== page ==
The dominant style in the twentieth-century Nordic novel is psychological realism, coupled with modernist themes and motifs. Echoes of the great nineteenth-century realists are also to be found, particularly in a pervasive concern with social and historical developments. For example, Hamsun turned away from the experimental psychology of his earliest novels in such works as Brn av tiden (1913, Children of the Age), Segelfoss by (1915, Segelfoss Town), and Markens grde (1917, Growth of the Soil), in which he offered a historically based—and utterly scathing—critique of modernity. The Danes Johannes V. Jensen and Hans Kirk also exemplify this turn, the former in the psychological study Kongens Fald (1900—1901, The Fall of the King), as well as in a six-volume cycle entitled Den lange Rejse (1908—22, The Long Journey), which tells a Darwinian story of life from before the Ice Age to the height of the industrial period. Kirk interrogated the nature of religious life in Fiskerne (1928, The Fishermen, 1999), a collective novel that was influenced by both Marxism and Freudianism as it portrayed a group of fishermen and their families (see MARXIST). The Swede Selma Lagerlöf memorialized the past of her home district in the aforementioned Gösta Berlings saga. Psychological realism was an important feature of many historical novels as well, as, for example, the Kristin Lavransdatter trilogy by Sigrid Undset, which consists of the volumes Kransen (1920, The Bridal Wreath), Husfrue (1922, The Mistress of Husaby), and Korset (1922, The Cross), and has been translated into over seventy languages.
Scandinavia's most important theorist of modernism is Pär Lagerkvist, who was active as a poet and dramatist as well as a novelist. In his semi-allegorical novel Dvärgen (1944, The Dwarf), he attempts to explain the rise of evil in twentieth-century Europe. The Norwegian Cora Sandel, on the other hand, focused on such modernist themes as the development of the artist and the role of the city. A trilogy consisting of the volumes Alberte og Jakob (1926, Alberta and Jacob), Alberte og friheten (1931, Alberta and Freedom), and Bare Alberte (1939, Alberta Alone) details her own development, particularly during her life in Paris during the 1920s. The Dane Tom Kristensen interrogated the theme of personal identity in Hærværk (1930, Havoc), which is set in Copenhagen in the 1920s and presents the self-destructive behavior of the author's alter ego.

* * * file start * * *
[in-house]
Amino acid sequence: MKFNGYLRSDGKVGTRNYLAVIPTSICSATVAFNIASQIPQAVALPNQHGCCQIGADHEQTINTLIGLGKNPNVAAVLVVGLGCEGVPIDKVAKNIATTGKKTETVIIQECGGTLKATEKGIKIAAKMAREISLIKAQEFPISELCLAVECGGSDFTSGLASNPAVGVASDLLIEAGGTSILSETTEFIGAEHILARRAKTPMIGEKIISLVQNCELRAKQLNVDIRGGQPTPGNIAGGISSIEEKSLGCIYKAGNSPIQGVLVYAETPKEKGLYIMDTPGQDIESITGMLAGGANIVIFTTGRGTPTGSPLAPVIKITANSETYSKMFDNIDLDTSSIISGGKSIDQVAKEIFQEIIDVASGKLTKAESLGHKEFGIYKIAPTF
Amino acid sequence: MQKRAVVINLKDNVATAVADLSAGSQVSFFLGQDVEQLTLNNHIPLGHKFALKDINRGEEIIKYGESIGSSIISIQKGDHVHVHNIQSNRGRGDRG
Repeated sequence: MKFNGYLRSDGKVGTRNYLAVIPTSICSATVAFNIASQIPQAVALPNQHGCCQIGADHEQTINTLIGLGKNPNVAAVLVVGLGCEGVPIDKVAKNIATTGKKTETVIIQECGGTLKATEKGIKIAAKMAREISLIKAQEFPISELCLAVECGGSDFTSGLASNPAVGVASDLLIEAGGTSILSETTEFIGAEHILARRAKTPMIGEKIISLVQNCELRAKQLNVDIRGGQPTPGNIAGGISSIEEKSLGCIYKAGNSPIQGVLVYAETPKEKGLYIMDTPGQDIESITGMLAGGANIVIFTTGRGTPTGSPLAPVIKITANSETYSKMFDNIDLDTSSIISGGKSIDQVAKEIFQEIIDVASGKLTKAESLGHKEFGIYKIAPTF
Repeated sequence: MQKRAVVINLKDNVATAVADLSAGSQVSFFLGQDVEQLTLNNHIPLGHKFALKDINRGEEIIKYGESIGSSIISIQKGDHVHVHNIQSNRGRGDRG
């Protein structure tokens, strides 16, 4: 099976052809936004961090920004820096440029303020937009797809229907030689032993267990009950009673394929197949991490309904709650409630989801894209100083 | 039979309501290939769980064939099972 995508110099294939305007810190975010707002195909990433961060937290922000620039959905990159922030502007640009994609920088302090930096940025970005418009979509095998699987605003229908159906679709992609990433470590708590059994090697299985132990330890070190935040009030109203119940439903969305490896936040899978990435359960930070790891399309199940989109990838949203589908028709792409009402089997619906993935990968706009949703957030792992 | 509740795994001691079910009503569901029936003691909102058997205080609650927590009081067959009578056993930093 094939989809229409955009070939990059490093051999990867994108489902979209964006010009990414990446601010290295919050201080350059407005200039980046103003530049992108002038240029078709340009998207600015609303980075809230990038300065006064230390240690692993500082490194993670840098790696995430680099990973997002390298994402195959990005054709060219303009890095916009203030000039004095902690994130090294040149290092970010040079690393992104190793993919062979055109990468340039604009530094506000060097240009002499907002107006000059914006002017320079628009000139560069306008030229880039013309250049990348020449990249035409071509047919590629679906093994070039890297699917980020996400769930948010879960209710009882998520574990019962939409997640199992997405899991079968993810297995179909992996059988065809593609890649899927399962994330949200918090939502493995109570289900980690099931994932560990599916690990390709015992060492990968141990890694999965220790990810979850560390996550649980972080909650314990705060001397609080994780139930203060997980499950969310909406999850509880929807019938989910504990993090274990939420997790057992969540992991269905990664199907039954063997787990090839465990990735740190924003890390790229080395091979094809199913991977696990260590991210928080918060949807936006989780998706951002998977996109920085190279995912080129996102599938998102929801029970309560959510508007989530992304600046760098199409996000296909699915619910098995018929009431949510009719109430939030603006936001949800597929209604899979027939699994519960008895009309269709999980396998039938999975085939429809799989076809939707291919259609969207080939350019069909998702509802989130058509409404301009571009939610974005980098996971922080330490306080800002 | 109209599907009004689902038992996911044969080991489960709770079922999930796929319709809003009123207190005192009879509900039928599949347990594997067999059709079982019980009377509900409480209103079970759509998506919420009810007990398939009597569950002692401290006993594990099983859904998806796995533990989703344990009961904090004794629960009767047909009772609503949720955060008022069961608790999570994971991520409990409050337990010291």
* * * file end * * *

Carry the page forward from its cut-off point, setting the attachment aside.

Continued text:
The Nordic Novel after WWII
WWII was a traumatic experience for all of Scandinavia, but particularly for Denmark and Norway, which were occupied for five years, and also for Finland, which saw much conflict. The events of the war figure in a major way in the postwar novel. In Finland, Väinö Linna wrote the pacifist Tuntematon Sotilas (1954, The Unknown Soldier), which tells the story of a platoon of machine-gunners during the Continuation War (1941—44). In Norway, Jens Bjrneboe investigated both the war experience as such in the novel Under en hårdere himmel (1957, Under a Harder Sky), in which the treatment of collaborators was discussed, and in a number of novels that dealt with the problem of evil in a more general sense. Sigurd Hoel offered an analysis of the psychological background for collaboration in Mte ved milepelen (1947, Meeting at the Milestone), while Tarjei Vesaas discussed the war in allegorical terms in Huset i mrkret (1945, The House in the Dark, 1976). The Icelander Halldór Laxness detailed some of the war's consequences for his homeland in AtómstöÐin (1948, The Atom Station).
While the Scandinavian novel had generally had a progressive bent, a significant radicalization took place in the late 1960s and early 1970s, when many novelists became strongly interested in Maoism as well as engaged in opposition to the Vietnam War (1955—75) and the increasing power of multinational corporations. The documentary novel became widely used as a means of furthering leftist causes. The Norwegians Edvard Hoem and Tor Obrestad both presented fictionalized attempts to bring about a Marxist—Leninist revolution in Norway, while the Swedes Per Olof Sundman, Per Olov Enquist, and Sara Lidman wrote about various historical persons and topics.
During the last two decades of the twentieth century, the Nordic novel became strongly influenced by postmodernist ideas and techniques. Kjell Westö masterfully mixes elements of high and low culture in Drakarna över Helsingfors (1996, Kites above Helsinki), which traces the development of capitalism in Finland. Kjartan Flgstad uses similar narrative devices in his novels, including Dalen Portland (1977, Dollar Road), which details the development of the hydroelectric industry in western Norway. The Dane Peter Heg uses elements of the crime novel (see DETECTIVE) in his very successful Frken Smillas fornemmelse for sne (1992, Smilla's Sense of Snow) and Kvinden og aben (1996, The Woman and the Ape), a critique of the scientific mindset. In Sweden, P. C. Jersild both reimagines the course of human history and parodies the writing of history in Geniernas återkomst (1987, The return of the geniuses). Elements of metafiction and magical realism remain important in the novel of Northern Europe.
SEE ALSO: Epic, History of the Novel, Mythology, National Literature, Romance.